In the morning we drove up to Hot Water Beach, where we found a few people hopelessly digging in the sand for the underground hot spring. We dug a few ourselves, but we had missed the window of opportunity. It turns out the hot spot is only accessible for a couple of hours around low tide. A girl at a cafe gave us the local paper with the high and low tide times for the week, so armed with the knowledge that the next low tide would be at 9:45pm, we went out to find a place to stay for the night. We passed over one place for being way overpriced before heading down the road and discovering what I'm guessing is the nicest hostel in New Zealand. (Maybe even in the former British Empire.) It felt like a hotel, but with a communal kitchen, which, let's be honest, is a better offering than most actual hotels. Plus, they'll lend you spades for digging at the beach. (Other places make you rent.) Either way, get some spades! It's much nicer not to have to burn your hands scooping up palms full of steaming hot sand.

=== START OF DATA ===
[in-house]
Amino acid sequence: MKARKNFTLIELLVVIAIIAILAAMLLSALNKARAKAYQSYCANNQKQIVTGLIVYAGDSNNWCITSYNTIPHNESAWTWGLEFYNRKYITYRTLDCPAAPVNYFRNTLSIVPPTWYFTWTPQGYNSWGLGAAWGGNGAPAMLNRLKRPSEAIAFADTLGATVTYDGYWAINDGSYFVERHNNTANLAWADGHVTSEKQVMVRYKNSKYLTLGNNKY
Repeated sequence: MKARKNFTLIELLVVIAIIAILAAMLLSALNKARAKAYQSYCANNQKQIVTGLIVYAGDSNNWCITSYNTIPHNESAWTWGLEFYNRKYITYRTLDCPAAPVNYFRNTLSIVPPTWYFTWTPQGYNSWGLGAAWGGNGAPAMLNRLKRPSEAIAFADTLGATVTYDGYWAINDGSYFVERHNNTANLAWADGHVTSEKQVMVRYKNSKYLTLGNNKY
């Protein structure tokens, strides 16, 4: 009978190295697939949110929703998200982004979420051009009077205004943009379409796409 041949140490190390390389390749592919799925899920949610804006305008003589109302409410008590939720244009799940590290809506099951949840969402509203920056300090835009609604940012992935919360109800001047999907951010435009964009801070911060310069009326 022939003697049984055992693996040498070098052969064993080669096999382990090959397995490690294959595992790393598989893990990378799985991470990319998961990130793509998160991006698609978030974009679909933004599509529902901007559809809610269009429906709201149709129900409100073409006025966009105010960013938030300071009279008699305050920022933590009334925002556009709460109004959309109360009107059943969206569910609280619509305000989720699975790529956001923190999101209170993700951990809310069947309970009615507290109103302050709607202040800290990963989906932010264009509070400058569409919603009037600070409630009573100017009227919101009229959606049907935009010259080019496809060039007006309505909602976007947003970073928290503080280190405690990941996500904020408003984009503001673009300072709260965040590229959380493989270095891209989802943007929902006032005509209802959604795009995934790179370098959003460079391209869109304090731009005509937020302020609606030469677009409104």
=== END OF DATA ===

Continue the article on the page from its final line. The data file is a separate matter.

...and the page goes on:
After dinner we headed back to the beach. The moon was so intensely bright we cast crisp shadows on the sand, which felt unreal. It's a short walk to the spot, maybe 10 minutes, but the world feels so much bigger at night that it seemed to take longer. The waves sounded more ferocious, and in its night clothes the sky felt huge and heavy, as if at any moment it might swallow you whole. We felt so keenly aware of how alone we were in all that quiet and dark, but not afraid, exactly. It was a strange sense of communion with the hugeness of the world but also alienation from it. A part of me did feel a little relieved when we saw a pair of flashlights further down the beach, and we saw we weren't the only ones out. We dug ourselves a little spa pool, sat back and enjoyed the ocean and the stars. And actually, our timing wound up being pretty good because just as we were happy and boiled pink, twenty people showed up to look for a spot. We wrapped up and let them get to it, but not without taking a few pictures because they looked so cool digging in the dark.